Red Mile Blues
Another blues festival has sprouted up in the heart of bluegrass country, this one at the Red Mile track in Lexington. The Central Kentucky Blues and Heritage Festival was loaded with talent, together with promotion by the blues-savvy WRVG FM, World Radio's flagship station in Georgetown.
July 24 was one of those scorching hot Saturday afternoons in the treeless infield of the track. The stage was situated facing due west, which made it tough on the musicians playing in the late afternoon and early evening, as they were looking into the sun. (Now I know why bluesmen wear those wide-brimmed hats.)
Tanita Gaines and the Accused had just finished when we arrived. Tanita and the Accused are getting wider recognition as a regional act, thanks in part to her outstanding singing. Someday we will say "I remember when. . ."
Alvin Youngbood Hart was a last-minute addition to the lineup, for he had heard about the event and wanted to be part of it. He is one of that young breed of personable bluesmen who sings and plays his acoustic guitar in the traditional idiom. He will also be at the King Biscuit Festival in October.
The Rolling Fork Review was an interesting mix of young, old and in between. Elder statesman Pinetop Perkins had just celebrated his 86th birthday on July 13. Bob Margolin is reaching his middle-aged stride, having played guitar in Muddy Waters' band during the Seventies, along with Perkins. Big Bill Morganfield was the new kid on the block, carrying on the blues tradition of his father, Muddy Waters. Each musician had a chance to shine - or sweat - with Margolin doing a cool version of "Ice Cream Man." Morganfield played several songs from his new CD, Rising Son, and Perkins frolicked at the keyboards with "Down in Mississippi." These intergenerational bluesmen have teamed up to present authentic "Mississippi-via-Chicago" blues.
The Lone Star Shoot Out was a reunion of three veteran guitarists who started out on the Gulf Coast. Lonnie Brooks, Long John Hunter and Phillip Walker each could have done an outstanding set on their own, but they have teamed together this summer to play the festival circuit and promote their new Alligator CD, The Lone Star Shoot-Out.
Brooks opened, using a touring band that included his son Wayne on guitar and Kaz Kazanoff on sax and harp for the whole set. He cut into his Louisiana groove with "Two Headed Woman" and "Feel Good Doin' Bad." Then Phillip Walker joined him for "You're Playing Hookey." After all three players had a chance to solo, the shoot-out began with each of them taking turns trading licks. The jam could have gone on all night long, but they had have to tighten up their act for the road show.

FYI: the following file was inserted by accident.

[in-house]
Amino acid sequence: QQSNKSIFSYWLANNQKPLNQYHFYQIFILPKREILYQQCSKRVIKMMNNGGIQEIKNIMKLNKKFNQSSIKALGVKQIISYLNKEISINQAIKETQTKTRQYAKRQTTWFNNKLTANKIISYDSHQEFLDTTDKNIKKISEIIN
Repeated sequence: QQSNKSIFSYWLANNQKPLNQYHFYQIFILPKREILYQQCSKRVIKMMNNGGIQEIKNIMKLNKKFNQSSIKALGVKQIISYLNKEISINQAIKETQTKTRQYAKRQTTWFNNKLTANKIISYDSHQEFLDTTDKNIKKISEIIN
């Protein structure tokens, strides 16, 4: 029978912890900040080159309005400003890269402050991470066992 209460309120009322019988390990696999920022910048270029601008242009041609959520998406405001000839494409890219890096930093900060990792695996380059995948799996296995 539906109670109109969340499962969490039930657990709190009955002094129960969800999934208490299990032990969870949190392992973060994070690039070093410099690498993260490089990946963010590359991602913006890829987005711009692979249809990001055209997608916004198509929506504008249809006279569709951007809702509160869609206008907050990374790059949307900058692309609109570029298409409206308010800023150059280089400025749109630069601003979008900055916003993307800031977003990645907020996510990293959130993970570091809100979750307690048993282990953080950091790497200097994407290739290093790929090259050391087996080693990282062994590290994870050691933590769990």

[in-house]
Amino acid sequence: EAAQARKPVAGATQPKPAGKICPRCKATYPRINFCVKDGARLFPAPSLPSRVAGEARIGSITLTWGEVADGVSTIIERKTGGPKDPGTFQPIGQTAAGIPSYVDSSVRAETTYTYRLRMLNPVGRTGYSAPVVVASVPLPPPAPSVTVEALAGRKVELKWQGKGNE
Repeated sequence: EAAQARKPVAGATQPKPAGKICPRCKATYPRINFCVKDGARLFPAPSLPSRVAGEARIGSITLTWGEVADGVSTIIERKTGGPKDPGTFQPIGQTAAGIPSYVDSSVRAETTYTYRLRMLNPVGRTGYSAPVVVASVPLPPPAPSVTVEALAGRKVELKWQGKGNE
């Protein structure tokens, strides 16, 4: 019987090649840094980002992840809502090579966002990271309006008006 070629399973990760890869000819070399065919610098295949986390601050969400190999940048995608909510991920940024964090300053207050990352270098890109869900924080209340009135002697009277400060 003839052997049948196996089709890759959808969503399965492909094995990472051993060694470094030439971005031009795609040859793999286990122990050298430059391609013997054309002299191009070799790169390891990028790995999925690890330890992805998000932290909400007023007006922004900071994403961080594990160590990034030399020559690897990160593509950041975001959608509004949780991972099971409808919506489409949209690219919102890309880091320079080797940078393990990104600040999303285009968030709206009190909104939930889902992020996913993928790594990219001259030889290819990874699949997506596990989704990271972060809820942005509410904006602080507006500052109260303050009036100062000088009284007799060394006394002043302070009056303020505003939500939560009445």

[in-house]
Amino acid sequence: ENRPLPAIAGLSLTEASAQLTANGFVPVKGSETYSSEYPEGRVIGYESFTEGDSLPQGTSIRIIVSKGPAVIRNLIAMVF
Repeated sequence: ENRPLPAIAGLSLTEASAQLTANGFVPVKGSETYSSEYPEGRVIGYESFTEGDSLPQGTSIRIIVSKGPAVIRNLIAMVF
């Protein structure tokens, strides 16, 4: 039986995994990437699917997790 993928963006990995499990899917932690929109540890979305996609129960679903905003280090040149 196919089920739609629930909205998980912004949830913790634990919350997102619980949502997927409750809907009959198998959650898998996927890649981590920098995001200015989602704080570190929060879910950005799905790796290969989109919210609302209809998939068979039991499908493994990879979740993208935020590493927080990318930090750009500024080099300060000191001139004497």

Long John Hunter was actually a mentor to both Brooks and Walker when he was playing in Port Arthur and Beaumont, Texas. He seemed to enjoy himself the most, clowning with the others. They finished their encore with an extended version of "Roll Roll Roll."
Jimmy Vaughan & the Tilt-A-Whirl Band was the closing act. This Texas outfit came dressed in black and sported slicked-back hair. Vaughan's razorback, pointed steel-tipped boots were straight from Austin. His band included Bill Willis on the Hammond B-3 and a backup vocal trio that complimented his tough, roadhouse style of blues and R&B. He paid tribute to his younger brother with "Flooding Down in Texas," a Larry Davis song made famous by Stevie. Jimmy's guitar is lean and mean; occasionally he offers a vocal. The crowd was on their feet around the stage for his encore of "Bye Bye Baby Bye Bye."
Mike Francis of WRVG said "the festival was a success as a fund-raiser and as an outlet for the blues to the local community." The festival is planned to be an annual event, in a new, park-like setting next year.
Francis drove Brooks, Hunter and Walker back to the airport, as they had flown in from different parts of the country. On the ride back, they were comparing and imitated their favorite cartoon characters. Beep, beep, zoom.
Louisville Blues Festival Update
John Grantz with the Public Radio Partnership is putting together the acts for the Louisville Blues Festival, scheduled for Theater Square on Oct 1-3. Friday evening will feature the Fat Possum Juke Joint Caravan with Elmo Williams and Hezekiah Early, T-Model Ford and R. L. Burnside, who has played Headliners twice. Saturday will have a spicy Louisiana flavor with Steve Ferguson and his Midwest Creole Ensemble, Beau Jacque & the Zydeco Hi-Rollers and Rosie Ledet, the Zydeco Sweetheart. Sunday will include Corey Harris, Big Brother & the Holding Company and Big Jack Johnson. Other bands will be added to the schedule.